The Simple Explanation Behind TSA’s Public Relations Disaster on Passenger Screening

November 19th, 2010

Despite the many relevant issues that add to the debate – politics, profiling, technology, civil liberties, viral videos – the simple fact is that the TSA passenger screening fiasco is fundamentally a public relations failure by the agency.

Here’s the critical point: no matter how much the public, media, and Congress express their outrage at invasive passenger frisking, TSA continues to fall back on polling data that 8 out of 10 Americans support the enhanced screening process.  If Praecere had a dollar for every time a TSA official repeats this point in interviews, we’d be flying first-class to Fiji for Thanksgiving.

Here’s why that media strategy is totally flawed, and why TSA is getting smacked down in this fight.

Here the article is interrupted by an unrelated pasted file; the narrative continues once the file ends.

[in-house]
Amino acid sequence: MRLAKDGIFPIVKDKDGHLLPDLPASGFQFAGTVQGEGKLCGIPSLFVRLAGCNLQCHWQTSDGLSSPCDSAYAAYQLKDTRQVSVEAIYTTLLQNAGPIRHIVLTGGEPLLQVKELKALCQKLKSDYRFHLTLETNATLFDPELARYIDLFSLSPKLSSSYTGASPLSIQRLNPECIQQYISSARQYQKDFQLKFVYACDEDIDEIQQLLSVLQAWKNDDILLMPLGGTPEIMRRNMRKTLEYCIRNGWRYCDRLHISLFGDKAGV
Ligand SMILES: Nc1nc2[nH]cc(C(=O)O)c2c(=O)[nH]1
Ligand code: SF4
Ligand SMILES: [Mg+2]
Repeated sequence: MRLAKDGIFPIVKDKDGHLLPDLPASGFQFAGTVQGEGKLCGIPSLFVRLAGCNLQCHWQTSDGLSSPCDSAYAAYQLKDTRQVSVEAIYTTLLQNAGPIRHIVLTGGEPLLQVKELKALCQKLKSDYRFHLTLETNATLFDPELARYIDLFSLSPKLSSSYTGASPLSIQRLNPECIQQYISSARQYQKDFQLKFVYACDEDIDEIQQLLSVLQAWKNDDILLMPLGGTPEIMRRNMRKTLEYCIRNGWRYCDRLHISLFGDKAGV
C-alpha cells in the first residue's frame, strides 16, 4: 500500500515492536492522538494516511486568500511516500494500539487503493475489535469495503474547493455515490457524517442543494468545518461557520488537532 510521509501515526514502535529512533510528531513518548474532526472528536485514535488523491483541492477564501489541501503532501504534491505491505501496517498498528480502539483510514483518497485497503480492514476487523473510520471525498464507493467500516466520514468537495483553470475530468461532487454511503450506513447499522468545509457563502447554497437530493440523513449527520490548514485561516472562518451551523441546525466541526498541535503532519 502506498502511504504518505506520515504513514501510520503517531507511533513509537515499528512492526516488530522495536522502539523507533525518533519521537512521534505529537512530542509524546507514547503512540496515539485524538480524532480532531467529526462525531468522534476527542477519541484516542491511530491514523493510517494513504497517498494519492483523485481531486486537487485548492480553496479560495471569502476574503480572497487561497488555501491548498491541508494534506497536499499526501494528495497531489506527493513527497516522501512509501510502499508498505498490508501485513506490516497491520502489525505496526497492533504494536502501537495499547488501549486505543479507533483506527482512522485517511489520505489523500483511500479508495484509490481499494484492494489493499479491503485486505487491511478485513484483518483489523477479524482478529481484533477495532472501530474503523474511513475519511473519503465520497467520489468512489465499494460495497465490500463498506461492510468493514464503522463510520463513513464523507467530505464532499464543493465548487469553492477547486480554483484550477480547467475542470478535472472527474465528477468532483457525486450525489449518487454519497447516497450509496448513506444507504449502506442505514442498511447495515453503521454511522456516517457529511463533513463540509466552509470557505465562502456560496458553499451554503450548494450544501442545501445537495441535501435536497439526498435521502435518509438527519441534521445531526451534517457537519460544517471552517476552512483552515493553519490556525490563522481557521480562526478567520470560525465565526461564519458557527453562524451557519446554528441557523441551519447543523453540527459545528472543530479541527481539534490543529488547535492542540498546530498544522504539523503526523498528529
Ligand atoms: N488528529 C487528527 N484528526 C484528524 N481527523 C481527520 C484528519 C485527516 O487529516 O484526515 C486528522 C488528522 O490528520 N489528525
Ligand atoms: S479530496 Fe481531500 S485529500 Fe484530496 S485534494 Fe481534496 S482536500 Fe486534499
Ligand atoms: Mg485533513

Any PR firm that knows its business would immediately advise a client to use polling data to guide its messaging to win a policy debate.  Polling shows what messages resonate with your client’s target audience, so it makes sense to double down on those trends when your client’s in a corner.

Still, even the smart bettor knows no matter how many times you double down, the odds are you’re gonna lose in the long run.  To that end, the most recent CBS poll that supports the 8-out-of-10 talking point poses only two questions: whether respondents support the invasive passenger screening, and whether respondents support racial profiling.

But of those 80% who support invasive passenger screening, how many of them fly regularly?  And that’s where the poll draws a big fat blank, thus making its media utility fall flat.  We suspect if you posed the same question to frequent flyers, you’d get a much lower satisfaction rate.  Therein lies the fatal flaw with the TSA’s PR strategy.

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